One of these things is not like the other
Sustain specifies a volume level, not a time period. But we can’t simply ignore or get rid of it. Sustain is most certainly a vital part of the way audio envelopes work. Imagine a bland organ sound, but with a nice Leslie effect. The Leslie magic is heard during the sustain portion of the sound. And where would rock guitar be without the sustain pedal?
I'm certainly not calling for the “repeal” of the sustain parameter. After all, Sustain is the only ADSR parameter that comes close to allowing you to set a specific volume level. Unfortunately, that volume control is achieved in a very roundabout and imprecise way.
Well, I want more control. I want to specify the volume level of my sustain. I want to set exactly how loud the sustain level is (in some sort of volume units). Not just a general idea, mind you, like the approximation of the ADSR sliders.
I also want to set exactly how much time my envelope takes to get to the sustain level. I don’t want to set a general “slope”. I want the sustain to kick in in exactly 609 milliseconds. Now how do I do that with ADSR sliders?
By saying all of this, what I’m really asking for is the ability to set precise volumes and times for each stage of the ADSR. The simple idea of setting volumes and times for different envelope stages opens up a new world of possibilities! And the ESQ/SQ80 gives you this ability!
Unlike ADSR, the attack of any natural sound isn’t a simple fade-in slope. It’s more accurate to say that attack is “how much time it initially takes ('Time 1', or 'T1'), to get to the first volume level (Level 1, or 'L1').”
Similarly, for the decay stage (which we could call 'Time 2', or 'T2'), we could do the same thing, specifying exactly when Time 2 will drop down to "volume level 2" (L2).
The beauty of this technique is that we can say exactly how long times 1 and 2 are (in milliseconds), and exactly how loud levels 1 and 2 are. Instead of just guesstimating the whole thing with a single "Attack" or "Decay" slider!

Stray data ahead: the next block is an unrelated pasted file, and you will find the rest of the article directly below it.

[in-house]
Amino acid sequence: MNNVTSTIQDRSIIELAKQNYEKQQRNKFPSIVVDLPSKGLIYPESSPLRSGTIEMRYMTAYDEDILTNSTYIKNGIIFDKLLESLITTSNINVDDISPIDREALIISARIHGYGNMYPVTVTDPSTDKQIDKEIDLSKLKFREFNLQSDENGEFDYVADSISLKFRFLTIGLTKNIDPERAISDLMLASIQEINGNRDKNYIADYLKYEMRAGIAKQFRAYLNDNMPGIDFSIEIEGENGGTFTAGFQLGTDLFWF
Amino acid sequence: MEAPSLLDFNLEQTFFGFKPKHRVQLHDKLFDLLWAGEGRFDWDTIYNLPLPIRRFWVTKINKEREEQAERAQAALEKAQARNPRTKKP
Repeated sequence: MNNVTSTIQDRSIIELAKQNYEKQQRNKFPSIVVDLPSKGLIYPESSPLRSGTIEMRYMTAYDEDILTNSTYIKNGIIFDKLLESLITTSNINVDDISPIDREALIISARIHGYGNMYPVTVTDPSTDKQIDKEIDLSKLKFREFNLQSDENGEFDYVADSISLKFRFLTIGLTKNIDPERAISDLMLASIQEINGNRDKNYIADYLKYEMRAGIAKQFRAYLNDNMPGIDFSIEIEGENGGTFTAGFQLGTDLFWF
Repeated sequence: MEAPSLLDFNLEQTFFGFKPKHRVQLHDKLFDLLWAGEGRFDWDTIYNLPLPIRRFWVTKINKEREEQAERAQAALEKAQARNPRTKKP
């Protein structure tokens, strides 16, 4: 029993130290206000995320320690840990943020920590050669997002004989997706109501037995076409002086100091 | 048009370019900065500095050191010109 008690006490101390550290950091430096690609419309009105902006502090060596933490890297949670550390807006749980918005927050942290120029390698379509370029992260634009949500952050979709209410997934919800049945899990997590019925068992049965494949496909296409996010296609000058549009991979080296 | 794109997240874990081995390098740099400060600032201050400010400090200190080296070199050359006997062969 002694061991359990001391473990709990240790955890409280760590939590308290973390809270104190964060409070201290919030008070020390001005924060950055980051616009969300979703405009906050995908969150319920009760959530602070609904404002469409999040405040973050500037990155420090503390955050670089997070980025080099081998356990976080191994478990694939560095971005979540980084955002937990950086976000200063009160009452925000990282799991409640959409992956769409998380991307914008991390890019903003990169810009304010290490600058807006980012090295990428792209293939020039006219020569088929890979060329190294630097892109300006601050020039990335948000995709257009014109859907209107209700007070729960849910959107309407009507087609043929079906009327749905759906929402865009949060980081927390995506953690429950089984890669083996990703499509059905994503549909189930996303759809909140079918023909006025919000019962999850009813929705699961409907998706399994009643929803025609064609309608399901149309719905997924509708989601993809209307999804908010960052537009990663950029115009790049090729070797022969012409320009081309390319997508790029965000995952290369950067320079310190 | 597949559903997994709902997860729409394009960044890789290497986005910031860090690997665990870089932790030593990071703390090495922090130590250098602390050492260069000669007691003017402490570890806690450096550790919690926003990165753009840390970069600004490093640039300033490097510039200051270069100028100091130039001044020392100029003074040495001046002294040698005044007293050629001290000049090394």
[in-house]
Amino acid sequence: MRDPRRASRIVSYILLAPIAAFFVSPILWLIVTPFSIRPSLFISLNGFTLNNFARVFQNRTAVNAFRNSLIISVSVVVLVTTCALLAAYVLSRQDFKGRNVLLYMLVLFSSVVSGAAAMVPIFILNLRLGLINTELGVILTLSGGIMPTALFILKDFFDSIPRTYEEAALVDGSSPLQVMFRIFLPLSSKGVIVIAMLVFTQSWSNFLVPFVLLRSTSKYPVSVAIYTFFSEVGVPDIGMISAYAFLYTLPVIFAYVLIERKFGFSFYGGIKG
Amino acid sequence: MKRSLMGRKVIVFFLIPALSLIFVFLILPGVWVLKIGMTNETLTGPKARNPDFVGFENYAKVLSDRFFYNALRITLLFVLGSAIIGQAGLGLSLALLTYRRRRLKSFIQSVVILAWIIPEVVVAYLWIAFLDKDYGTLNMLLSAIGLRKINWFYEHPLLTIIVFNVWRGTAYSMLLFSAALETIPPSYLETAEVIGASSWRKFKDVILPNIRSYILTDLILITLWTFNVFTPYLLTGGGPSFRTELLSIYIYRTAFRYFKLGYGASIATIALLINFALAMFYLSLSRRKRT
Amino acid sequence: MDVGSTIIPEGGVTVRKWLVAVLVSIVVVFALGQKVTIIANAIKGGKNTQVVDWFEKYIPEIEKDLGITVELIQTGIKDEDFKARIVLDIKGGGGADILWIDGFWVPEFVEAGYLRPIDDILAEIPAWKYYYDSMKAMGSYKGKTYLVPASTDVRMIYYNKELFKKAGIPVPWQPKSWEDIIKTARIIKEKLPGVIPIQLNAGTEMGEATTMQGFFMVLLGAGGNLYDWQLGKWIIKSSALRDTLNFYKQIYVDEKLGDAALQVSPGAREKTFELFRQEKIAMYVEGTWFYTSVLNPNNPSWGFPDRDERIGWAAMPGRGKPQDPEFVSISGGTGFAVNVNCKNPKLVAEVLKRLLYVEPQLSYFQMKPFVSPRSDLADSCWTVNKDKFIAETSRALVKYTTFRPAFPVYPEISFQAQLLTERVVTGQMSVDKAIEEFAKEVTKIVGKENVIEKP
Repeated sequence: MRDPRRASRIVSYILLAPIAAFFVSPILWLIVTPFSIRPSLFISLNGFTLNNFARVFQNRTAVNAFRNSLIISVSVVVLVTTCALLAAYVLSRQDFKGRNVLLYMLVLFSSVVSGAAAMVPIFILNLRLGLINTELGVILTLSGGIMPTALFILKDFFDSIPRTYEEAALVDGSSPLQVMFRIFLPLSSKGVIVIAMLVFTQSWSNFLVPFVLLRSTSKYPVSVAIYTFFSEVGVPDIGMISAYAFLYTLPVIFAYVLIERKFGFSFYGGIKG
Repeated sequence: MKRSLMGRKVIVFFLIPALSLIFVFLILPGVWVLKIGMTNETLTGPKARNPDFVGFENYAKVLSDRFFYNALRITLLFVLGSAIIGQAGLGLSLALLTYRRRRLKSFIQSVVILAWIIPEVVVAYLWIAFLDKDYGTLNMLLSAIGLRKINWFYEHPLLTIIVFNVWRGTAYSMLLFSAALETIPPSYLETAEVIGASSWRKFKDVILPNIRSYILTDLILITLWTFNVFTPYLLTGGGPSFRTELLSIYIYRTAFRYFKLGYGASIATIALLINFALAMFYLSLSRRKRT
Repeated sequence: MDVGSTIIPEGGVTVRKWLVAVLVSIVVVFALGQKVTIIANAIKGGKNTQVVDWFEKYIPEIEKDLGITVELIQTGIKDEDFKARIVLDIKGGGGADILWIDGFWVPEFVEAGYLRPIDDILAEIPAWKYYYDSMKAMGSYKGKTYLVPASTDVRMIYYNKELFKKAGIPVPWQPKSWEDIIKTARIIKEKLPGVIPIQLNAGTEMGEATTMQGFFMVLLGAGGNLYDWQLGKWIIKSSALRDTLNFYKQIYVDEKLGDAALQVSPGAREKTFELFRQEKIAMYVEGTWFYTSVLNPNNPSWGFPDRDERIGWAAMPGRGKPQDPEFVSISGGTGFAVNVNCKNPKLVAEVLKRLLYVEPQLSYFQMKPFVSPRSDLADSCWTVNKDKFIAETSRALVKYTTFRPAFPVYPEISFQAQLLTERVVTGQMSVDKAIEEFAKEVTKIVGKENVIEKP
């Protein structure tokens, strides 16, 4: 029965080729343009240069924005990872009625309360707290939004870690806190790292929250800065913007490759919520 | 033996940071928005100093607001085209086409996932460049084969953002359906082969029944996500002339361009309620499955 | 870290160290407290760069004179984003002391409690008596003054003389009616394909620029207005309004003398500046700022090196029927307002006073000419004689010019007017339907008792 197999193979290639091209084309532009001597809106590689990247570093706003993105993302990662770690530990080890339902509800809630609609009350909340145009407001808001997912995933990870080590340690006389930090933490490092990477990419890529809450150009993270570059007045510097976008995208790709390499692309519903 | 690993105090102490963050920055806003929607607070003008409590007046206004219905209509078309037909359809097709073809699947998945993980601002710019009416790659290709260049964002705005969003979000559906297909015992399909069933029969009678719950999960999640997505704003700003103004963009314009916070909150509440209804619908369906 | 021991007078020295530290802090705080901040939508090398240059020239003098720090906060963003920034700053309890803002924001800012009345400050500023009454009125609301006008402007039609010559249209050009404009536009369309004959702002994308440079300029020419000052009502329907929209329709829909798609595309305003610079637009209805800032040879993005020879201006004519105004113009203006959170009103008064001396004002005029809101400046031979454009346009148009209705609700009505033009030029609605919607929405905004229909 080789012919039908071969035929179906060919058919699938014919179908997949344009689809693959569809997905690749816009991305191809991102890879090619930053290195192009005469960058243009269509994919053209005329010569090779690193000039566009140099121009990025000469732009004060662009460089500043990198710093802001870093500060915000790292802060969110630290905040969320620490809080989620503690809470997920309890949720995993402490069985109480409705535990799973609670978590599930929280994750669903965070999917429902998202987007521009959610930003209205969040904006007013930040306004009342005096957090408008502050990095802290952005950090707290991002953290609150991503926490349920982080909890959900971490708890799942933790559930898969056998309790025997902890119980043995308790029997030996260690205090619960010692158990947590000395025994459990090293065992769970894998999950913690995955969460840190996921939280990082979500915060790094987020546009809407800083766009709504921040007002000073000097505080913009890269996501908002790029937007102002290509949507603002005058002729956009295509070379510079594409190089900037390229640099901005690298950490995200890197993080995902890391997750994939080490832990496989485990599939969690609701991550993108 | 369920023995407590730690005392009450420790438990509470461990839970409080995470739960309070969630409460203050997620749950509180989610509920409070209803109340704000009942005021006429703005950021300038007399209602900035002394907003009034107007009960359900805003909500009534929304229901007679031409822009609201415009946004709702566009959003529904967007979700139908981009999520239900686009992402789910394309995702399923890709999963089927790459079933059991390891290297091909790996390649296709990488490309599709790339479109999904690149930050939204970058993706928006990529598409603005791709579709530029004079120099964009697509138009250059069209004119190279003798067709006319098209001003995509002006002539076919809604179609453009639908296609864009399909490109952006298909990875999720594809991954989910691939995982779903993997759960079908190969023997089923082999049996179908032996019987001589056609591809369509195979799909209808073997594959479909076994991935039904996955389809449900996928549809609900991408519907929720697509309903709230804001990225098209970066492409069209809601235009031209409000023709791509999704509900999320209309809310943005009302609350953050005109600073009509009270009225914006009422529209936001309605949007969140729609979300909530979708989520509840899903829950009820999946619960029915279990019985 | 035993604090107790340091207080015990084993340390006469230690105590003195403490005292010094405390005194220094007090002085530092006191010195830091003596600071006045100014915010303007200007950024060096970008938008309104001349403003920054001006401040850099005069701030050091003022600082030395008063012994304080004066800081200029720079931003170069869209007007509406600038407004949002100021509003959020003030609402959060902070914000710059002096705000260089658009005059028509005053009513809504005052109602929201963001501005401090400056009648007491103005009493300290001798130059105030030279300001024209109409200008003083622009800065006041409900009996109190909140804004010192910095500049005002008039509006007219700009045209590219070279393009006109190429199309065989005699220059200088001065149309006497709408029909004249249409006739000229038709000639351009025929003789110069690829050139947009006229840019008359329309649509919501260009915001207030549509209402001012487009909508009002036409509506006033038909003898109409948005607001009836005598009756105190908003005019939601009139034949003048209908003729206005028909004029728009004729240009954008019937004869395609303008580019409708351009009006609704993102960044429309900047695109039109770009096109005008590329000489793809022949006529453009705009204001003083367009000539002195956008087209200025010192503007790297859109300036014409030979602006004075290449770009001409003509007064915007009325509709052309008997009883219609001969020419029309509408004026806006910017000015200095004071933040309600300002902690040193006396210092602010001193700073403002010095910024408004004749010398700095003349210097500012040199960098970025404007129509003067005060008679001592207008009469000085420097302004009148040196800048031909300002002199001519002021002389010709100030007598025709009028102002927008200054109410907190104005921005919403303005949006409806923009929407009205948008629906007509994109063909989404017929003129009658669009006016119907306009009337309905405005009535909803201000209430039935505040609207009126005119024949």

"I see where you're going with this," you say, "but I've found a huge flaw in your time-and-level scheme. I've already set the volume LEVEL (L2) for "Time 2" (which you say is the decay stage). In this scheme, how do I set the sustain volume level (the 'S' slider of the old ADSR)?
That's the beauty of this technique. YOU DON'T HAVE TO!!! You've already set the sustain volume level (L2)!!! No further intervention is required. It's a huge two-fer. You get an amazing degree of time-and-level control that no simple ADSR can match.
These four parameters (T1, L1, T2 and L2) have managed to do--with precision--what three old parameters (ADS...) used to do with rough approximation.
By learning to use Time/Level envelopes, you can do anything ADSR can do, but with unprecedented control, just by mastering one more parameter (T1/L1 T2/L2 vs. ADS...).
Exactly How Long/Exactly How Loud?
Now I'm not saying this is easier than ADSR sliders. Indeed it forces you to think about how loud and how long you want to set each envelop phase.
But for a slight bump in complexity, your sound design jumps from abstraction to precision. (See the following diagram comparing ADSR with T/L pairs).